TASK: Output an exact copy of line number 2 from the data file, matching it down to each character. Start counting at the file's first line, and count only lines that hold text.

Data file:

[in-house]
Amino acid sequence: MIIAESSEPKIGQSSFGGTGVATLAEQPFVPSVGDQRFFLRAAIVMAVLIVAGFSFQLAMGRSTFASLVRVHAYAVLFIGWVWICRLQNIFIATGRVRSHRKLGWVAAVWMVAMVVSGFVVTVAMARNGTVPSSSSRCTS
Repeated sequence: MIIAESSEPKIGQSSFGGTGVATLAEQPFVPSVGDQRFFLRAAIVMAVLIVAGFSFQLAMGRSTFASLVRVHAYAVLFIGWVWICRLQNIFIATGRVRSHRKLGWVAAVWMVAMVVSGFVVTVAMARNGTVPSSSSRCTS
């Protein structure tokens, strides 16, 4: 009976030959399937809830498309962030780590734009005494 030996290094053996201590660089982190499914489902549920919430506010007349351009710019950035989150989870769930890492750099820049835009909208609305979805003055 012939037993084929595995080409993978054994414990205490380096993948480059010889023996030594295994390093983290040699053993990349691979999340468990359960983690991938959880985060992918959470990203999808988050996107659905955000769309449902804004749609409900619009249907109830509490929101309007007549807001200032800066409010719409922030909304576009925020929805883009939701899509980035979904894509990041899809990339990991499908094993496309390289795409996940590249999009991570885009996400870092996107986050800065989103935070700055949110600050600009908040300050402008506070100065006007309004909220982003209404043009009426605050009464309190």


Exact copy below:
Amino acid sequence: MIIAESSEPKIGQSSFGGTGVATLAEQPFVPSVGDQRFFLRAAIVMAVLIVAGFSFQLAMGRSTFASLVRVHAYAVLFIGWVWICRLQNIFIATGRVRSHRKLGWVAAVWMVAMVVSGFVVTVAMARNGTVPSSSSRCTS